NYFF Review: 'Nobody's Daughter Haewon'

Though Hong Sang-soo has for some time ranked among the world’s foremost working filmmakers, his work remains uniquely resistant to criticism. How can one hope to articulate the depth of these films, their emotional and intellectual richness, when on paper they read as so thinly conceived and schematic? Their charms are ample and readily apparent, certainly, but their greatness seems somehow more elusive—it is as though share an inscrutable quality which elevates each toward the sublime. It is of course the job of criticism to discern and convey this quality in writing, to wrestle with the greatness of the work until it is pinned down. And yet in this case it seems ill-equipped to do so. Perhaps the great Hong exegesis will one day arrive and with it his body of work will be thoughtfully elucidated and properly extolled. Until then it seems all I can do is describe the local phenomena.

What I can tell you with more certainty is that “Nobody’s Daughter Haewon”, Hong’s fourteenth feature film and the first of two released to date this year, enjoys many of the pleasures found reliably in his other work, plus a few to call its own. Chief among the holdovers is Hong’s perceptive, sensitive depiction of interpersonal relationships, which here include both mother-daughter and student-teacher pairings in addition to the usual bittersweet romance. The film centers on the eponymous Haewon (Jung Eun-chae), a film student and amateur actress living in Seoul whose mother, Jin-joo (Kim Ja-ok), is preparing to emigrate to Canada. The story simply deals with the emotional fallout that follows: stricken by loneliness, Haewon instinctively gravitates to a former lover, Seong-joon (Lee Sun-kyun), a film director and professor with whom she had a long-running affair a year earlier. Deeply pained and yearning for affection, Haewon thrusts herself back into the arms of a (still-)married man, effectively switching out one kind of hurt for another.

From here the film proceeds in more or less the customary Hong manner: conversations are lingered over in medium two-shots, philosophy is expounded upon loftily, egos are routinely deflated, and social tension mounts as groups convene over Korean barbeque and too many bottles of soju. These are the constants of Hong’s cinema. Each of his films adopts this basic framework of intimacy and imbibing, and each film in turn furnishes it with minor variations. And in this case they are very significant indeed. Hong’s last three features—“In Another Country”, “The Day He Arrives”, and “Oki’s Movie”—conformed to an overarching structural conceit which contorted their narratives into pretzel-like loops of repetition and regression, taking the often bifurcated stories of his earlier films a step further into conspicuous schematization. Though they did not all qualify as puzzle films—there was a never a sense that they needed to be ‘solved’ in any meaningful way—the degree of difficulty entailed by their architecture and design was almost guaranteed to be a barrier. “Nobody’s Daughter Haewon”, by contrast, heads directly for the pleasure centers.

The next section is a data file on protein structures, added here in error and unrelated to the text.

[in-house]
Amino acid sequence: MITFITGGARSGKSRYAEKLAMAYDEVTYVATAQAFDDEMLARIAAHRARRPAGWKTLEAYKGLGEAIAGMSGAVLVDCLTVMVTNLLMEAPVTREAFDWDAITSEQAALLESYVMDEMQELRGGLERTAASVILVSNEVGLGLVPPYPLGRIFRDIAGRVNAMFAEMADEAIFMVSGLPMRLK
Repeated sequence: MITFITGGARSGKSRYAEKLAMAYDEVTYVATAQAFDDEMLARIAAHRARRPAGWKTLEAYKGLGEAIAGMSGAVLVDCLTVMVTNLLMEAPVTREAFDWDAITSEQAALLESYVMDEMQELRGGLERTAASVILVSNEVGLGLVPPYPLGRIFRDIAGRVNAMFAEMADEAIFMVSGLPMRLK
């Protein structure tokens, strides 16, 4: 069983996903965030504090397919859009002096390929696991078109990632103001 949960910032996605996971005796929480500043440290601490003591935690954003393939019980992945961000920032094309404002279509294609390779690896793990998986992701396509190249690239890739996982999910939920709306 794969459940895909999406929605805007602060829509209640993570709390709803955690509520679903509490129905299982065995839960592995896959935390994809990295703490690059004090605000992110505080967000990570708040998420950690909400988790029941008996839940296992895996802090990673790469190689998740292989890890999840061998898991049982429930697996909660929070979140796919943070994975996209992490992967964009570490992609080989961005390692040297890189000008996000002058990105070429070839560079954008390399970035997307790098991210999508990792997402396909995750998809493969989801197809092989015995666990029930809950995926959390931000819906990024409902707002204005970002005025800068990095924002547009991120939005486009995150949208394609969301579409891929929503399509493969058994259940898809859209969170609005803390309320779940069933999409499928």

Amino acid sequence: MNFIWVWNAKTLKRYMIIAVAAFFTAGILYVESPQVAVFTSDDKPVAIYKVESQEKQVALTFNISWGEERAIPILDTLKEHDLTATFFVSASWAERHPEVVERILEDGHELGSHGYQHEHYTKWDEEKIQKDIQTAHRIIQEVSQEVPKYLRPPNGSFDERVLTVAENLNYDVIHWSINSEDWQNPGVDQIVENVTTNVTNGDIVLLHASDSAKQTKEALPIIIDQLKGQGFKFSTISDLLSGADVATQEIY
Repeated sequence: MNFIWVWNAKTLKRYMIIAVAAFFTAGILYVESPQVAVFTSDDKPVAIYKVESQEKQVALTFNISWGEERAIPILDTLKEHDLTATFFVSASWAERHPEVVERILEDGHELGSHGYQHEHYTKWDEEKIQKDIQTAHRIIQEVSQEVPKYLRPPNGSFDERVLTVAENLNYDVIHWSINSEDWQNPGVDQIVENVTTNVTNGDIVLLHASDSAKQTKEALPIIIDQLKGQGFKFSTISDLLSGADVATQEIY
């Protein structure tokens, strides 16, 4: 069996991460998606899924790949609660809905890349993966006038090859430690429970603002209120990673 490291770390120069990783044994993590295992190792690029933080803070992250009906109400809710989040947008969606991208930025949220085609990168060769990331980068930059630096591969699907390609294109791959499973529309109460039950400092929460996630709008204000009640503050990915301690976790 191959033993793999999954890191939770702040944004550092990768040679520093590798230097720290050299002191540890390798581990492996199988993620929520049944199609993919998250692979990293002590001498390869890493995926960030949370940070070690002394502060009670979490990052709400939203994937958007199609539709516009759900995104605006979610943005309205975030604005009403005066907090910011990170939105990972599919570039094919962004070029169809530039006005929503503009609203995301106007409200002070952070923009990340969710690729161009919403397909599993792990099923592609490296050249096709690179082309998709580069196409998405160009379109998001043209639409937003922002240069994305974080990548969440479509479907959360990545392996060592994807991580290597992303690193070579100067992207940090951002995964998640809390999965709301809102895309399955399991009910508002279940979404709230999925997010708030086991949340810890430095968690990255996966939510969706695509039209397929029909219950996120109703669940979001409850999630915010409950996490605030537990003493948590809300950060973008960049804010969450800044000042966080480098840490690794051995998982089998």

The simple joys of Hong’s methods ultimately survived being wound into even the tightest curlicues of time and space, but it’s still refreshing to find him taking a more straightforward approach here (as he does again in “Our Sunhi”, his second feature of 2013). “Haewon” only indulges in one structural device, and it’s a much more legible one, even perhaps classical in its elegance and simplicity: on several occasions we come upon Haewon asleep at the table of a restaurant or library, and what follows are the often surreal reveries of her daydreams, formally unembellished and unadorned. In the first, and most frivolous, she gives directions to French actress and singer Jane Birkin (playing herself), mother of Charlotte Gainsbourg, who compliments Haewon by telling her that she looks just like her daughter. Subsequent dreams betray a similar deference to waking-life surrogates, which Hong uses to work through many of the film’s thematic preoccupations in a manner that excuses (and undoes) the neatness of his resolutions. It’s a simple gimmick, but Hong derives much from it: the impact of the naturalistic drama is heightened by these brief forays into the realm of fantasy, which subtly shift the focus from emotional catharsis to the process of attaining it. As always with Hong, the central dynamic is in how people relate. But here there is a twist: Haewon relates with many others but most important is how she relates to herself.

SCORE: 8.8 / 10